Located on the North-Eastern side of Romania, Bucovina is a place where you can dive into the spiritual side of Romania. Many of the churches and monasteries built here are dedicated by the rulers of the land to their victories in battle.

The most famous landmarks are definitely the Painted Monasteries, but one can fully enjoy this land by fully experiencing the local life, discovering crafts and traditions that date back to times forgotten by many.


The Painted Monasteries of Bucovina

Voronet Monastery was built in 1488, establishing a true record for that period in terms of construction (it was built in three months, three weeks and three days)

An old Romanian chronicle records that Stephen the Great, the most famous prince of Moldavia, founded Voronet Monastery, to fulfill a pledge to Daniil, a hermit who had encouraged him to chase the Turks from Wallachia.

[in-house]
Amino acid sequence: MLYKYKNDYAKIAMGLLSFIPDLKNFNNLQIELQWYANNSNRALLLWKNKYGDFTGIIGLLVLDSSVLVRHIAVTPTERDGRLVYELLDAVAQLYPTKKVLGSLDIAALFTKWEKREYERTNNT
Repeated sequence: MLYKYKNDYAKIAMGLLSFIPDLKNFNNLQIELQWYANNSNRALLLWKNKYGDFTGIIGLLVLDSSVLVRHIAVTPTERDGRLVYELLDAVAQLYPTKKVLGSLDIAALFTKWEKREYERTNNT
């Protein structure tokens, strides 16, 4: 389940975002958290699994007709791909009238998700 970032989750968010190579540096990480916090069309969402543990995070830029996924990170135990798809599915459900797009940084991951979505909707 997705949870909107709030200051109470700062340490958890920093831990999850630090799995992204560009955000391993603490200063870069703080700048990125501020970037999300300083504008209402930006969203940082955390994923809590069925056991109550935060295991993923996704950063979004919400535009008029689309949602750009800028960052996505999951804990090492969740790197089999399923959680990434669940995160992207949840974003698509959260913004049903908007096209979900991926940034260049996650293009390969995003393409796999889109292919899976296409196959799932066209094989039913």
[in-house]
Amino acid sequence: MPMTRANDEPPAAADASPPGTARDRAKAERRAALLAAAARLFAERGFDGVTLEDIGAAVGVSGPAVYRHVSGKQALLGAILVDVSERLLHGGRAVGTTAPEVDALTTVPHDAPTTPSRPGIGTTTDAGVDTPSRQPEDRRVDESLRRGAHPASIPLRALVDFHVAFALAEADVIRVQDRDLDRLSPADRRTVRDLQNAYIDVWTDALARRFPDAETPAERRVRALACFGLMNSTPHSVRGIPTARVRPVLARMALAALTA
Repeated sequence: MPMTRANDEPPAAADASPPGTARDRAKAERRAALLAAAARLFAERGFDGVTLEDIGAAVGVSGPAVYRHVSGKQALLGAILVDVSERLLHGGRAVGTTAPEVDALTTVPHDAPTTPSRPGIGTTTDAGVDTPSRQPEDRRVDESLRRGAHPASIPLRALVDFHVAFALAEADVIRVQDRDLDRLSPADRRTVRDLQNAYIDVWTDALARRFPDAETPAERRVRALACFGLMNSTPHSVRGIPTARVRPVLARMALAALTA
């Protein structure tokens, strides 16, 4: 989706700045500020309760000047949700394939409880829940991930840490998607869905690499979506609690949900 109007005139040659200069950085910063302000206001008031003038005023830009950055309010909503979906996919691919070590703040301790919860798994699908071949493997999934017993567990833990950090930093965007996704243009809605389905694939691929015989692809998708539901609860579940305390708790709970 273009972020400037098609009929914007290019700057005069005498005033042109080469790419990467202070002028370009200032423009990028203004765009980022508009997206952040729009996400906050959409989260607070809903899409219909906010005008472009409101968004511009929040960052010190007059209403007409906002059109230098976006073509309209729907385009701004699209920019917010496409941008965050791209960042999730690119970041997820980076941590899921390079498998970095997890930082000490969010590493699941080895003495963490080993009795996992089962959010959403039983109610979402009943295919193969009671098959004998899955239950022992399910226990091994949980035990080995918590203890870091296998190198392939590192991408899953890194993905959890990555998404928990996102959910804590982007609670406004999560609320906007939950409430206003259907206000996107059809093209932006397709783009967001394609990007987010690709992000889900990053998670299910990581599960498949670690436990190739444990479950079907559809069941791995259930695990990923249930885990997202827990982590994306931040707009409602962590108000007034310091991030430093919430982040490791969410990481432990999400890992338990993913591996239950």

The frescoes on the external walls of the Voronet Orthodox churches preserve the painted portraits of Greek philosophers such as Platon and Aristotle. The image of these wise men of antiquity was associated with the image of the root, of Joshua’s Tree (the genealogy of Jesus), and their prophecies are represented in the external frescoes of the monastery.

Sucevita chronologically the last and greatest of the 22 painted churches of Bucovina and has the largest number of painted images. This monastery has the appearance of a real fortress, with towers, buttresses and watch roads.

The western exterior wall of Sucevita is not painted. Legend has it that the construction stopped after a tragedy occurred: one of the painters fell from the scaffolding and died.

The Monasteries with exterior paintings found in the north of Moldavia, received in 1975 the UNESCO "Golden Apple" award, now on the display at the Moldovita Monastery Museum.

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